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New Suggestion: 5-HTP January, 2007
New Support of Schizophrenia Hypotheses
Potential New Support March, 2005
As part of my explanation of schizophrenia, I have suspected that the "hyperprolactinemia" induced by many antipsychotics meant that this probably increased DHEA.  Since prolactin stimulates DHEA, I thought this meant that the increased prolactin probably increased the DHEA.  Since I produced my explanation of "panic disorder," I have changed this view.  I think hyperprolactemia occurs when DHEA is reduced.  That is, DHEA in proper amounts feeds back to shut down prolactin production.  So, the antipsychotics produce their effect by reducing DHEA.  This helps because it decreases DHEA activation of the over active structures in schizophrenics.  This fits with the FDA report about "clozapine" causing diabetes and hyperglycemia of today's date.  DHEA is useful against diabetes and hyperglycemia so clozapine also works by reducing DHEA.  Therefore, I have to change my explanation of how antipsychotic drugs help with schizophrenics with that of this post of April 9, 2004.
The Influence of Parturition on the Level and Synthesis of Sulfated and Free Neurosteroids in Rats.
Alterations in neurosteroid levels may play a role in affective disorders including those related to changes in the levels of ovarian steroids. The effects of pregnancy and delivery on circulatory and brain levels of dehydroepiandrosterone (DHEA), pregnenolone (PN), their sulfate esters and the enzymatic activities of sulfatase and sulfotransferase were examined in rats. Our findings indicate an increase, not reflected in the brain cortex, in serum DHEA levels, at the end of pregnancy with a partial decrease following delivery. DHEA sulfate levels in the cortex and PN levels in both serum and cortex decreased following delivery with no changes in its sulfated form. Sulfatase levels were high both before and after delivery with no changes noted in sulfotransferase levels, compared to controls. We speculate that changes in the level or ratio of sulfated and free neurosteroids may play a role in postpartum behavioral disorders due to their antagonistic GABA(A) modulatory effect. Copyright 2004 S. Karger AG, Basel Neuropsychobiology. 2004; 49(1): 17-23.       
New Support:  Two articles add support to my hypothesis regarding testosterone in women and breast cancer.  That is, I suggest increased testosterone is involved in triggering cancer.  In the first article from the January, 2004, Journal of the National Cancer Institute, U.S.A., you will read the finding that "active smoking may play a role in breast cancer etiology."  The second article demonstrates that smoking in women is connected with increased testosterone.  "Current smokers had the highest testosterone concentrations with decreasing values in former and nonsmokers (p = 0.0001)."  (The abstracts of these two articles are available at my explanation of breast cancer; click on the link, above.)  Again, I suggest this adds support to my explanation of the mechanism of cancer.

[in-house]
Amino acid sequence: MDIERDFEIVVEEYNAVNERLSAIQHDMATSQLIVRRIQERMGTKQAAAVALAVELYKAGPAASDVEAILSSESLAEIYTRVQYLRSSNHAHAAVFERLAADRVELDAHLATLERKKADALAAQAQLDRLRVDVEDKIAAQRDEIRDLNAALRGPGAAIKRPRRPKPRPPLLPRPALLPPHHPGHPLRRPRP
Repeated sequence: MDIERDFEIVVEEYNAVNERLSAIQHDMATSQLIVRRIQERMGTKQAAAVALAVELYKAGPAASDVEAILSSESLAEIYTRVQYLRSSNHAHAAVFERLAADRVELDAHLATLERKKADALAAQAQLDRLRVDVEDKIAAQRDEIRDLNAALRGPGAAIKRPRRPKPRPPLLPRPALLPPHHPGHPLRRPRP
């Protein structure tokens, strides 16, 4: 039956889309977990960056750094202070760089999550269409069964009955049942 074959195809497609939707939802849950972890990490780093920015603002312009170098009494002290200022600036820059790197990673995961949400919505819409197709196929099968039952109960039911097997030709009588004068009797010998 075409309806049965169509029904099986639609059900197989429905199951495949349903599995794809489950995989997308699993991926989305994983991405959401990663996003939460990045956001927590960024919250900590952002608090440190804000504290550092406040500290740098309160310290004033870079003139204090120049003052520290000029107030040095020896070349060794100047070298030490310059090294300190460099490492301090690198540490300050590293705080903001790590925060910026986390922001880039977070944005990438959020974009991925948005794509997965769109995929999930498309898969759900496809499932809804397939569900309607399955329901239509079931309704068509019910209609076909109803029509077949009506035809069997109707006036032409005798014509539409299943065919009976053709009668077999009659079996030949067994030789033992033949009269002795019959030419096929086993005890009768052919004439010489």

Also: Radiology 2004;  232: 735-738
It is my hypothesis that low DHEA may trigger oncogenes (1994).  It is known that total or full body irradiation prior to bone marrow
transplantation reduces DHEA (Bone Marrow Transplant 1997; 20: 561-5 and Horm Res 1995; 43: 279-85).  I suggest the findings of Brenner, et al., may represent increased cancer initiation as a result of low DHEA caused by the irradiation of full body CT screening.
“DHEAS concentrations increased after melatonin therapy.  Moreover, a tendency towards a higher DHEAS/cortisol ratio was found after 6 months of treatment.”
Neuroendocrinology Letters 2002 Apr; 23 Suppl 1: 17-9
“DHEAS concentrations increased after melatonin therapy.  Moreover, a tendency towards a higher DHEAS/cortisol ratio was found after 6 months of treatment.”
Neuroendocrinology Letters 2002 Apr; 23 Suppl 1: 17-9
“This work shows that DHEA-S but not DHEA was able to stimulate melatonin secretion by adrenergic-stimulated pineals removed during the light phase.”  Steroids. 2000; 65: 491-6
it is like a tree
Physiology and Pathology
New Theory of Reflex Sympathetic Dystrophy  
Multiple Sclerosis
Cocaine Overdose Mortality Increased During Hot Days
A Potential Explanation of Tourette Syndrome
Alzheimer's Disease, Calorie Restriction, ApoE4 and DHEA
DHEA, Depression and the Physical Decline of Old Age
The "Melatonin-DHEA Cycle" and Calorie Restriction
Migraine and Epilepsy
Explanation of Postpartum Depression and Postpartum Psychosis
Chronic Fatigue
A Hypothetical Explanation of Panic Disorder
German Journal of Psychiatry 2001; 4: 40-42
Explanation of Infections and Cancer Increases and the Connection
Lung Cancer Surgery and Radiation Therapy
Soy Products and Breast Cancer
Connection in Breast Cancer, Stress and the Immune System
An Explanation of Cancer and the Increase in Cancer
Cancer      "...the incidence of this disease [cancer] in nonhuman primates is very low." (X.S. Puente, et al., BMC Genomics 2006; 7: 15).  My explanation of cancer is based on high testosterone and low DHEA in humans.  Nonhuman primates produce much less testosterone and much more DHEA.
Testosterone, Apnea, and Sleep (Support for Sleep Mechanism)
Sudden Infant Death Syndrome and Blood Pressure
Intrathoracic Petechiae in Sudden Infant Death Syndrome
Infant Failure to Thrive
A New Theory of Sudden Infant Death Syndrome
New Sleep Mechanism and SIDS
Sleep Mechanism and Sudden Infant Death Syndrome
Why HIV is so Prevalent in Africa  (New Support: March, 2006; November, 2006)
Oral and Injectable Contraceptives and Increased Risk of HIV
Chimpanzees, AIDS, CCR5, DHEA and Testosterone
AIDS and Dehydroepiandrosterone (DHEA)
Acquired Immune Deficiency Syndrome